Diablo 3 is a much more streamlined experience then its predecessors. The days of making multiple characters of the same class are gone. Instead, Blizzard has decided to make all of the characters classes lack customization in almost every single way. Skill points and skill tress are a thing of the past. Classes now have predetermined skills and attributes that are achieved when climbing levels until the level 60 cap is reached. A decision that is sure to offend many fans that spent literally thousands of hours making different characters.
Each of the 5 character classes in Diablo 3 are unique in their own way. Each have their own unique set of skill and playing through the game with each one provides a much different experience. You can tell Blizzard put a lot of time into play testing each one to ensure that the experience was indeed unique every time you switched classes.
Characters now have four sets of skills that gain their own different abilities as the player levels up. Each set is either an offensive, defensive, or protection maneuver, and each skill also consists of runes which manipulate the skill in some way. Runes are achieved in conjunction with skills as your character levels up, and now act as a way to strengthen or change the way a skill acts.
Only one skill from each set can be equipped at a time. A player can have up to any 6 skills at a time, and as long as you select elective mode from the options, players can create a truly powerful character. Mana is also a thing of the past, and each character has their own exclusive need to be able to use their skills. The Monk for instance charges up as he/she fights, and once they have charged up enough energy can use a skill. The Wizard on the other hand automatically recharges their energy required to perform skills.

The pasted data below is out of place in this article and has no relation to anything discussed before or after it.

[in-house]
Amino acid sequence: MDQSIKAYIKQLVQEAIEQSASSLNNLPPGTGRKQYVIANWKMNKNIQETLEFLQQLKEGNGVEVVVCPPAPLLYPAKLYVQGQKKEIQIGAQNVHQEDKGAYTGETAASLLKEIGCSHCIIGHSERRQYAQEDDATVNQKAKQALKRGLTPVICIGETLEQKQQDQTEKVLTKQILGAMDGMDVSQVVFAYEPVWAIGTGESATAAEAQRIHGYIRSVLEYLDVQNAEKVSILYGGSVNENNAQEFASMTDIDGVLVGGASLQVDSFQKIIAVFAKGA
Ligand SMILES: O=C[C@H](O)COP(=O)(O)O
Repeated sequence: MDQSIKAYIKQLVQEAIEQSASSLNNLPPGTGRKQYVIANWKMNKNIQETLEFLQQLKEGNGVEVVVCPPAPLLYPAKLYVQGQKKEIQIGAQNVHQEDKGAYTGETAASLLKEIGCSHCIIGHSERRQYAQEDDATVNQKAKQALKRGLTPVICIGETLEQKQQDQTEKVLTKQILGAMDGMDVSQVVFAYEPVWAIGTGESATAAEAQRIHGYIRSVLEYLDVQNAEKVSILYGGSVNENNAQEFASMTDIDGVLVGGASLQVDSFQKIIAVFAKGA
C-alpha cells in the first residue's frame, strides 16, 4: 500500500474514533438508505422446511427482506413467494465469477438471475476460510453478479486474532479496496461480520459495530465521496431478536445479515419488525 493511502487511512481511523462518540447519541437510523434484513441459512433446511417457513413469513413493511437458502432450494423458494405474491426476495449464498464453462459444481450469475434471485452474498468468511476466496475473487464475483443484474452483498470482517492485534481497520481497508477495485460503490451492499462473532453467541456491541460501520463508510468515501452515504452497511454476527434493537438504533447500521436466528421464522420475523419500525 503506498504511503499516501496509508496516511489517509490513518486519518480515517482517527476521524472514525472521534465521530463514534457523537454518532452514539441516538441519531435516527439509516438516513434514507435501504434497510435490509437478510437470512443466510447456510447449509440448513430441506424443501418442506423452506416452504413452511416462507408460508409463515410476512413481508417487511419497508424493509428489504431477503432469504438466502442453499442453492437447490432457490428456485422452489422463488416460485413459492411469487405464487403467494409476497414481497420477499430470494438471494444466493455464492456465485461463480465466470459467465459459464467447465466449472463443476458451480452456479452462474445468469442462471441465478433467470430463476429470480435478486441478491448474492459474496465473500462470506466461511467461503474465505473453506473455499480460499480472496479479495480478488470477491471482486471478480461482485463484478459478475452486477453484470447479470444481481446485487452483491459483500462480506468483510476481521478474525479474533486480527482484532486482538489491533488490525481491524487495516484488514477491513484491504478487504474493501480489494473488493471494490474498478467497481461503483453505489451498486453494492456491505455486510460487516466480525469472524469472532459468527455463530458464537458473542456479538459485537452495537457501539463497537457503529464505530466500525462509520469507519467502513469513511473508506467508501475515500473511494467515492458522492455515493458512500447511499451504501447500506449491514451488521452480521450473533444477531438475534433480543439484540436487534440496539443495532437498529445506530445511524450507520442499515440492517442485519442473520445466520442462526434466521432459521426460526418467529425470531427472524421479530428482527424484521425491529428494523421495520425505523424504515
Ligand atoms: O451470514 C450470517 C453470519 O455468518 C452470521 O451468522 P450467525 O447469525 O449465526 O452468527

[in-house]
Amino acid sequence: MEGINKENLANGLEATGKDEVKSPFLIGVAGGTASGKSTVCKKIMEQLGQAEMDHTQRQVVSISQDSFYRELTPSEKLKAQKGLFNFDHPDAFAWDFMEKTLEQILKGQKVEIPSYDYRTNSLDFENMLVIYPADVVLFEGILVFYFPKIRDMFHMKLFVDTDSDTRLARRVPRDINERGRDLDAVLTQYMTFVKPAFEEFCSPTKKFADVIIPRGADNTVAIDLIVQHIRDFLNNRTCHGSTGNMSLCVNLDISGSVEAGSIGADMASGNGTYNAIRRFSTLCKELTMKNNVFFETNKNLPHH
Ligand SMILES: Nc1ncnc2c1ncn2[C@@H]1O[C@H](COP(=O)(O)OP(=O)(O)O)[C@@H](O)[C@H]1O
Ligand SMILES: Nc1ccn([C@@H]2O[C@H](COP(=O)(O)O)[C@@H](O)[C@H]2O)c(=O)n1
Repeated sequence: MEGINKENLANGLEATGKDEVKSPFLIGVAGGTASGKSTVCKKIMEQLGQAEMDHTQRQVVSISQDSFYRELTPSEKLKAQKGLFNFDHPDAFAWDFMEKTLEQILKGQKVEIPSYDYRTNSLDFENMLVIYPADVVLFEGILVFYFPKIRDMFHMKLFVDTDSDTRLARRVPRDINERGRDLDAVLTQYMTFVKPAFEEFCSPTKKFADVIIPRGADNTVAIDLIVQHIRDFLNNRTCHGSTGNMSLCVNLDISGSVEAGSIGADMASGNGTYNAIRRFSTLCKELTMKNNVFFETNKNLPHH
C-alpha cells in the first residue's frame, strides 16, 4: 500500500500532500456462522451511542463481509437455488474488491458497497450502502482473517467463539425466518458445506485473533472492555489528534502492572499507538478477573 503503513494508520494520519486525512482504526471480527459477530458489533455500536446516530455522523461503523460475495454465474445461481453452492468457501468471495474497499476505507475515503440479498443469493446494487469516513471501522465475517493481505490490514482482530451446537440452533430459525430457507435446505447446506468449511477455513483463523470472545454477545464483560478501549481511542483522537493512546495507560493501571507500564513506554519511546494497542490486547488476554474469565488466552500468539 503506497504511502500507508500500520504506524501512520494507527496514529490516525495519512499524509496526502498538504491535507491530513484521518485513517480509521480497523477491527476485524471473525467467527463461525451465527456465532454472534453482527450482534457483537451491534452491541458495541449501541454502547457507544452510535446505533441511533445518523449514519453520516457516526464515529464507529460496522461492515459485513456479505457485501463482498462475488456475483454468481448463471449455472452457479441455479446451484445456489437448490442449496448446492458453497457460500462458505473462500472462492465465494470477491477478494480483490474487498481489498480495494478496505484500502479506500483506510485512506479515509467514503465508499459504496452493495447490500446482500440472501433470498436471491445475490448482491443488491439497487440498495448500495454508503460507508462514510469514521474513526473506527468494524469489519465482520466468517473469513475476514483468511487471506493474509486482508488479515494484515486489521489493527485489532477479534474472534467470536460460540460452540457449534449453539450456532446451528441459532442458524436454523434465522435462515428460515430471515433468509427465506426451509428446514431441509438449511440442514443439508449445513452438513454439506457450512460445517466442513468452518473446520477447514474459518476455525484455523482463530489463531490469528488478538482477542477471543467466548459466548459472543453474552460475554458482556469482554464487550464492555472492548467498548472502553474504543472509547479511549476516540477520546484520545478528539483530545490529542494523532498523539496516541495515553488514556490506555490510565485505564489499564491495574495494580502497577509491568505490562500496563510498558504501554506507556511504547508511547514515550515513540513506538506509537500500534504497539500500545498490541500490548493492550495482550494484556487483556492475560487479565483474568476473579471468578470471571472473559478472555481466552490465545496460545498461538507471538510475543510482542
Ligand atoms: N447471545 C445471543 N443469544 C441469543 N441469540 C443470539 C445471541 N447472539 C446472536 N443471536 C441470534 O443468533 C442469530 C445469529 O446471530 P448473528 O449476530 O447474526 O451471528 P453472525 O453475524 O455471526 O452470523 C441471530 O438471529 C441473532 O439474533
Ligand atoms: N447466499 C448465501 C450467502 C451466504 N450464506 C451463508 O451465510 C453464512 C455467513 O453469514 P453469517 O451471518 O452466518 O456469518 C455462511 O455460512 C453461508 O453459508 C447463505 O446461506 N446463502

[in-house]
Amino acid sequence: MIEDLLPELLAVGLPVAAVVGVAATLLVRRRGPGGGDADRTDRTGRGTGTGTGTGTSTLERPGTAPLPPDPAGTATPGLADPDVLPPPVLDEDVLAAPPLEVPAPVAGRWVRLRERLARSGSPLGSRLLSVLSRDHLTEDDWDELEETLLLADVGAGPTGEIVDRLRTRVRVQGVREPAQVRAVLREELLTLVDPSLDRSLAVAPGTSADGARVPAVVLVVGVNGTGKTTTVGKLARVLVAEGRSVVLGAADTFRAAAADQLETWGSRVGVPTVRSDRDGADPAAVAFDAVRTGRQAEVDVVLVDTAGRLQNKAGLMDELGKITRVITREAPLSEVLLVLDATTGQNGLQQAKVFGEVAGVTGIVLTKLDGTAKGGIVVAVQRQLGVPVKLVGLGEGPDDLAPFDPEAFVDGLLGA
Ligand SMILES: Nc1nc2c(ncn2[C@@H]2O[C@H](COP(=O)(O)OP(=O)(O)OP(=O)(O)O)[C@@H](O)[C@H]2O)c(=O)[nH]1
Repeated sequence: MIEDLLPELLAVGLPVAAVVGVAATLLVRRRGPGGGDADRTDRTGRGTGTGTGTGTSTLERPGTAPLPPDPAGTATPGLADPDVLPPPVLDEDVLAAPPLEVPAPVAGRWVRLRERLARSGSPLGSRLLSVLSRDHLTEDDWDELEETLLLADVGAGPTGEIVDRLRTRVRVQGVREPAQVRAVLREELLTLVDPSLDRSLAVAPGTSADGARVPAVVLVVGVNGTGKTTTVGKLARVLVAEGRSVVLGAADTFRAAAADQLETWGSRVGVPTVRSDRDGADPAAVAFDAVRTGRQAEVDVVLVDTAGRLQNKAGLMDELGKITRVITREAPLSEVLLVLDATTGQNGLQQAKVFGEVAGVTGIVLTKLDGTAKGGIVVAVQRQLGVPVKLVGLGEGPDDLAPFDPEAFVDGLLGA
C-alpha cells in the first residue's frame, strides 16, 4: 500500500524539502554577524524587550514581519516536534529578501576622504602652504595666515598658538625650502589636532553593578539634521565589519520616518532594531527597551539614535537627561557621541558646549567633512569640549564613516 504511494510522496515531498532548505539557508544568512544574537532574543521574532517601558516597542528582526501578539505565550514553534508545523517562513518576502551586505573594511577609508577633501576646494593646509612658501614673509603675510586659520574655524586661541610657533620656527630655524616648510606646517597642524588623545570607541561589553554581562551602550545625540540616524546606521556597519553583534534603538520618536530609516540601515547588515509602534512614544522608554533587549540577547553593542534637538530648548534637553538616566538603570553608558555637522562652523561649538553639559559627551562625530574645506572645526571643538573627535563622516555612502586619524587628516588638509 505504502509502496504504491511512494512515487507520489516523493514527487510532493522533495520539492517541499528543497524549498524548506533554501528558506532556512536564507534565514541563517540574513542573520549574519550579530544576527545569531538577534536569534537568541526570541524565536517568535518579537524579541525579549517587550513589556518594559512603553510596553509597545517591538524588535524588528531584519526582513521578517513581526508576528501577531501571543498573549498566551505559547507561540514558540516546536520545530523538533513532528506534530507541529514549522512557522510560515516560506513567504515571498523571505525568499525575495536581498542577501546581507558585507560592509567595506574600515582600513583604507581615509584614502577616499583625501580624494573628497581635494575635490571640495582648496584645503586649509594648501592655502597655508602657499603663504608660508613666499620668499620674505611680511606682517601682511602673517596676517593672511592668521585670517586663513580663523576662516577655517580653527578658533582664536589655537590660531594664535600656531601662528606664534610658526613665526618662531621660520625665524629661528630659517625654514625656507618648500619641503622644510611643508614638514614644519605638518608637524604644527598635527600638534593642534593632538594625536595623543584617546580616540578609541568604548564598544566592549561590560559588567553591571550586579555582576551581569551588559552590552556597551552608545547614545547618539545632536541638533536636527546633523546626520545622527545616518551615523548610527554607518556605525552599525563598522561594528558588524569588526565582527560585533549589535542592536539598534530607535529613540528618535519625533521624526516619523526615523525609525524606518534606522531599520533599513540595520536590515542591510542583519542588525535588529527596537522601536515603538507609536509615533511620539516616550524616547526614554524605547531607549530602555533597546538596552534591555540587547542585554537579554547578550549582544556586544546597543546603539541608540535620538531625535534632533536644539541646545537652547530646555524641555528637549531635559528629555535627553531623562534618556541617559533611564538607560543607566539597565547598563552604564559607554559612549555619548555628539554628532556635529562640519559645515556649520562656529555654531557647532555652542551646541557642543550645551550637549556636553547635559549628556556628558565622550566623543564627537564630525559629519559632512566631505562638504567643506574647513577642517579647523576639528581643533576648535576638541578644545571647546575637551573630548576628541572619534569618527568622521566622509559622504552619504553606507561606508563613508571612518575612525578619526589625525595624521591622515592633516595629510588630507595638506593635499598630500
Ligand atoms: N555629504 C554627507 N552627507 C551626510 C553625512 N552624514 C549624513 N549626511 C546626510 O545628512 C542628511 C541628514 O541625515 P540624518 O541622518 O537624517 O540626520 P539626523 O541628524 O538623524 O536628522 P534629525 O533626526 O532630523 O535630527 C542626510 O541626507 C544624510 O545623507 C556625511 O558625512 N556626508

The decision to limit classes customization does in fact change the whole way you play Diablo. Character development is now on the back burner, and you now just simply have to play the game. Diablo 3 is much faster and a lot more chaotic then previous titles. Players will have to use combinations of offensive and defensive skills to make sure they survive.
Personally, I find the new character development and skill system to be fun. I fully understand why people will find the lack of attribute points disappointing, and the fact is that everybody playing Diablo 3 will end up with very similar characters. The way you play with your character will be very similar as well, until you reach the level 60 cap since you learn all of the skills in a predetermined path. The only real difference characters will have is their gear that they have found along the way.
You can experience every class to it’s fullest, without having multiple characters.